Kim Hood’s debut novel Finding a Voice was shortlisted for the YA Book Prize and won praise for its honest, clear-eyed account of the challenges of disability, and of living with someone suffering mental illness. Her new book, Plain Jane, is an equally thoughtful and truthful account of mental illness, described as part of a dramatic story, and is deeply moving.
The story is told by Jane, almost 16, growing up in a very small town in Canada. Jane’s little sister Emma has cancer and has been in hospital almost continuously for the past three years. The effect on the family is devastating: visiting Emma in hospital, struggling to cope with the emotional and financial pressures takes up all the girls’ parents’ attention. Though she loves her sister very much, Jane can’t help but feel angry. With her parents’ attention elsewhere she skips school, avoids her old friends, and spends hours simply sitting with her boyfriend in his basement watching him play video games. An encounter with a young man called Farley seems to open up new possibilities, but readers will notice that Jane’s behaviour is getting wilder and more erratic. A deterioration in Emma’s condition brings things to a crisis point and prompts Jane to remember another shocking family tragedy, one that she has kept hidden from herself. In a frightening episode, Jane swings from feeling invisible, but responsible for all that is wrong in the family, to frenzied action, devising wild plans to save her sister from the pharmaceutical companies she decides are poisoning her. It leads to collapse and hospitalisation.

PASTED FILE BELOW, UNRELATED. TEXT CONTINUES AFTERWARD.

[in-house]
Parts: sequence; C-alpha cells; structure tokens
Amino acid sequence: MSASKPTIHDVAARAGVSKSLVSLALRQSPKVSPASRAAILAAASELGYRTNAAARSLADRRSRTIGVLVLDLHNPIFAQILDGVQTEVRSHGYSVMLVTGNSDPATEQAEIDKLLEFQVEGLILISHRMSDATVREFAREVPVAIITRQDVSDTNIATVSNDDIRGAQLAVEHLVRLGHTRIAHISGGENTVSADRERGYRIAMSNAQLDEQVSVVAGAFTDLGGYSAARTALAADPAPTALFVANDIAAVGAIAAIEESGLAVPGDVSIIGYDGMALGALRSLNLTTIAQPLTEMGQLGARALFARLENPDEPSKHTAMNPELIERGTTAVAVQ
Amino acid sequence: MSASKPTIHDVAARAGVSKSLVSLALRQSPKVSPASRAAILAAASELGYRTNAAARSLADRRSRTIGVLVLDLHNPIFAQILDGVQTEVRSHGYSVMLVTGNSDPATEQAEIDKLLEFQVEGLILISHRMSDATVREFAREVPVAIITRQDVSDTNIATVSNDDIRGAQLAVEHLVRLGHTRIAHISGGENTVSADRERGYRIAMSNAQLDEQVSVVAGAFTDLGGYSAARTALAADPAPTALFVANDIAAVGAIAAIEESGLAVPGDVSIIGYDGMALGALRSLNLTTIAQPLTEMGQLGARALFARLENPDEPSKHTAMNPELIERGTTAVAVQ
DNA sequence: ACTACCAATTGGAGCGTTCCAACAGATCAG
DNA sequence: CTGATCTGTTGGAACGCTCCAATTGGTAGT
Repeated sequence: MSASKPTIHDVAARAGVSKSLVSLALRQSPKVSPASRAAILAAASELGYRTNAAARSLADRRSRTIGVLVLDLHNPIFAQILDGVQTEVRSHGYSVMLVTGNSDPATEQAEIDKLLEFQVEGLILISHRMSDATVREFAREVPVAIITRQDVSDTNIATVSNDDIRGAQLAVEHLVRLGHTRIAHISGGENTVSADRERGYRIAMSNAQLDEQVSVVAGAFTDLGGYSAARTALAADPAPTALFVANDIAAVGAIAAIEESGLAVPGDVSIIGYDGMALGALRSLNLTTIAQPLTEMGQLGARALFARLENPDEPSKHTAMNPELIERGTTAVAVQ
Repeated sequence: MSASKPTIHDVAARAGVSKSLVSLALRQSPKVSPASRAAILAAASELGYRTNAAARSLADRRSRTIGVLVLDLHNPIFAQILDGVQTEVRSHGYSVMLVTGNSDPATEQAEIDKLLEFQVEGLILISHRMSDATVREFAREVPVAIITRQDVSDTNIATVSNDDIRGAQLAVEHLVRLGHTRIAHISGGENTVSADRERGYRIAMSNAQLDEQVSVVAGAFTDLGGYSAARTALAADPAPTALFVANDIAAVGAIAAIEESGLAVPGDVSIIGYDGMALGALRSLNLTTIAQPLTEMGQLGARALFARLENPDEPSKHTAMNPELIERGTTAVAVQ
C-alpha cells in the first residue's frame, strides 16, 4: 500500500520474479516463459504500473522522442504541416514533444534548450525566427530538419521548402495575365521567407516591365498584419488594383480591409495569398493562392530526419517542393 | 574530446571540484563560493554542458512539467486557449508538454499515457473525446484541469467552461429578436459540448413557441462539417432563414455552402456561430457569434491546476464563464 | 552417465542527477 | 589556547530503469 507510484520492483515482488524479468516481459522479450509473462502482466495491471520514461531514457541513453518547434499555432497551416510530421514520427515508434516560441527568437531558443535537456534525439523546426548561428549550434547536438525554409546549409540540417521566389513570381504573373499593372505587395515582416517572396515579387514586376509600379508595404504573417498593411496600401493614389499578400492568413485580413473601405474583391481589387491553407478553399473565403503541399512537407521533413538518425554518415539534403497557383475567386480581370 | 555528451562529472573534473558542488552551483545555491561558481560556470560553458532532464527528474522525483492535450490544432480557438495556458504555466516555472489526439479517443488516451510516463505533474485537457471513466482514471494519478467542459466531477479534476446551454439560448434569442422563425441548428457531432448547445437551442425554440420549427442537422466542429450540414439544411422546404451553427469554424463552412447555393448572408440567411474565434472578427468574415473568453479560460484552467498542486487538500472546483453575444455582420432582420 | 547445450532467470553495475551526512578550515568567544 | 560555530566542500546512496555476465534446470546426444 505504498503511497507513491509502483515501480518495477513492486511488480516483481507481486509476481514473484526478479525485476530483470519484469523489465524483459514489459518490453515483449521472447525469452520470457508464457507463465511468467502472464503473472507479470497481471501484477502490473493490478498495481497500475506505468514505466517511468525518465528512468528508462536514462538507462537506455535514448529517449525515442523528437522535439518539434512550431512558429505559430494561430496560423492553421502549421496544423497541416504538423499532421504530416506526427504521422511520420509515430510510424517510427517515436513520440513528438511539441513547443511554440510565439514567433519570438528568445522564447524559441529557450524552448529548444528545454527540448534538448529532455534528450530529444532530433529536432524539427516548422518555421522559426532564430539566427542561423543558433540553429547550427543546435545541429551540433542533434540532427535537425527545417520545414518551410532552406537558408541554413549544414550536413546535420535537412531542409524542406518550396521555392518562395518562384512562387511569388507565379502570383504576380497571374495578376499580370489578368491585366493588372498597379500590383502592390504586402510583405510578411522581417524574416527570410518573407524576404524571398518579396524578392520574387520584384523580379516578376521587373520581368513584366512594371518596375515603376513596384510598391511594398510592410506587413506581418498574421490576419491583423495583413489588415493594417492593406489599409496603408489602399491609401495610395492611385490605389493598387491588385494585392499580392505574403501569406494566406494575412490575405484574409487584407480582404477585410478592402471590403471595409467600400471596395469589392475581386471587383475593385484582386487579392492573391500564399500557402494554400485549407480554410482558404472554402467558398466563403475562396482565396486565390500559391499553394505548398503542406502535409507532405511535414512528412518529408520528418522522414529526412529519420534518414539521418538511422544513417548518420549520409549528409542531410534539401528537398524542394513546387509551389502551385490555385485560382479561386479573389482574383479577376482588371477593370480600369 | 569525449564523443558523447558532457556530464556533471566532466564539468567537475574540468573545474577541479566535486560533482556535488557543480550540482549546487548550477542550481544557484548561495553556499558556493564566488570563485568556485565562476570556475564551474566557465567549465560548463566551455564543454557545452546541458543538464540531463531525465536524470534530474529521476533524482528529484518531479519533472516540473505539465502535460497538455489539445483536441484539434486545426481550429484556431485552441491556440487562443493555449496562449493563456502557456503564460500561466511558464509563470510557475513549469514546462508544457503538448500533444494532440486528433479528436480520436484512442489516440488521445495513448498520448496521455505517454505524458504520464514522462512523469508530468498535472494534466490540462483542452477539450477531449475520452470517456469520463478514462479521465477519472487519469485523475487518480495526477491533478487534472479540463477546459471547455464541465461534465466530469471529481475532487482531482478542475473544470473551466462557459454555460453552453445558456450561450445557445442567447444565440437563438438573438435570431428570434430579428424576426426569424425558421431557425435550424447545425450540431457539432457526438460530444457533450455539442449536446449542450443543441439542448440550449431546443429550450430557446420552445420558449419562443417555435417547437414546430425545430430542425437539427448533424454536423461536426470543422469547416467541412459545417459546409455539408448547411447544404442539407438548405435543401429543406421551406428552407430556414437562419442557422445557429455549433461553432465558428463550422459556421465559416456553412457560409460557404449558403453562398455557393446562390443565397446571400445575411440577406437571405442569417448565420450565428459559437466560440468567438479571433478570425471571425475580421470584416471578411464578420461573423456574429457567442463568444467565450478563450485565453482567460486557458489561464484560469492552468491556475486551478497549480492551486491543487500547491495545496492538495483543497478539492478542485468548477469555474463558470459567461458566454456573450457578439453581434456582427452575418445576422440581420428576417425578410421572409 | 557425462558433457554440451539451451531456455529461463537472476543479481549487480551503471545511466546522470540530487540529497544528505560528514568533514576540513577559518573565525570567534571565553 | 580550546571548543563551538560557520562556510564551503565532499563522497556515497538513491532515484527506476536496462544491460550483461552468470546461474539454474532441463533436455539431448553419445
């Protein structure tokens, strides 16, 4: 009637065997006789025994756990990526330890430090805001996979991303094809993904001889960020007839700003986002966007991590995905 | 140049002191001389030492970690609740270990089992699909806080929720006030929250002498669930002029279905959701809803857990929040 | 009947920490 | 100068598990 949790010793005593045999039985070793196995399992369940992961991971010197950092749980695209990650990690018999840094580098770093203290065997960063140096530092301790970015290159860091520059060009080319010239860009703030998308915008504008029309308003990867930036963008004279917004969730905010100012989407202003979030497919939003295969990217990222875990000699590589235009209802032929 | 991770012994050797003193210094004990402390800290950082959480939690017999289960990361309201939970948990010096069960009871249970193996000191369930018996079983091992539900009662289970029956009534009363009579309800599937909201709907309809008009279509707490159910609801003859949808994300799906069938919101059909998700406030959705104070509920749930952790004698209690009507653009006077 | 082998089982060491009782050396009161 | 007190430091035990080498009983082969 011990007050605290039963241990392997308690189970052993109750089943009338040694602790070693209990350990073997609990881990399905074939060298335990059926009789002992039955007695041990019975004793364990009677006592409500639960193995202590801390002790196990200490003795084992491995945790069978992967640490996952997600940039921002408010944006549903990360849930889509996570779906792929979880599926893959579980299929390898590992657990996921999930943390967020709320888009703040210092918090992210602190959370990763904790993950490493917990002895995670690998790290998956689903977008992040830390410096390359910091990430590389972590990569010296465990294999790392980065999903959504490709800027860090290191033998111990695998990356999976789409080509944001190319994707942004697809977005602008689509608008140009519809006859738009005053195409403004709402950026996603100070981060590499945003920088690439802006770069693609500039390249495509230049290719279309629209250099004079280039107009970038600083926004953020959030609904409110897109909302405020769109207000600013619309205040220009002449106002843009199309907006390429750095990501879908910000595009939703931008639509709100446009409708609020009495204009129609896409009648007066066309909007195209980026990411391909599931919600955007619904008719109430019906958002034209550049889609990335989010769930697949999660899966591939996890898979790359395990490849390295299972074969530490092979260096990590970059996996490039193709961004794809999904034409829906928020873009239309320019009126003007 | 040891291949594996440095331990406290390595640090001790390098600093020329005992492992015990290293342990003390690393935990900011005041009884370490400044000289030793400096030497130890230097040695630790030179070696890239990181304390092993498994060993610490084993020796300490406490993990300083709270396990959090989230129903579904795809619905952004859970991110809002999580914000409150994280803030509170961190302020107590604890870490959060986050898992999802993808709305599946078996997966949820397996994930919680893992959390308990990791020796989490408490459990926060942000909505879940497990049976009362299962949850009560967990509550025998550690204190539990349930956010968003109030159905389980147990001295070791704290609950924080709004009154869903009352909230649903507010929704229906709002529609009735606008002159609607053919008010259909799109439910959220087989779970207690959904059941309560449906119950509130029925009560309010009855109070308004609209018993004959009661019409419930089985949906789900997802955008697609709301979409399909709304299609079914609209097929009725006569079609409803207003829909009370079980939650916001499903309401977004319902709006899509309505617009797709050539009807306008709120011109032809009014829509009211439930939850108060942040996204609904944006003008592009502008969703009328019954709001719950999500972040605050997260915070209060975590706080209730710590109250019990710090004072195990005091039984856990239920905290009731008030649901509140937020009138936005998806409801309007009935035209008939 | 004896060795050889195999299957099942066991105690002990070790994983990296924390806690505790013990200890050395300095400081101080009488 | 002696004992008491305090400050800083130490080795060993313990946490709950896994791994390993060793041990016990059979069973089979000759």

For all the trauma and pain described the book ends positively and on a note of real hope for the future. In Jane, Kim Hood has created a complex, fascinating character, whose experiences provide readers not just with an understanding of bi-polar disorder, or of serious illness, but insight into her own individual understanding of love, life, friendship and even art. It’s an involving, ambitious and rewarding read.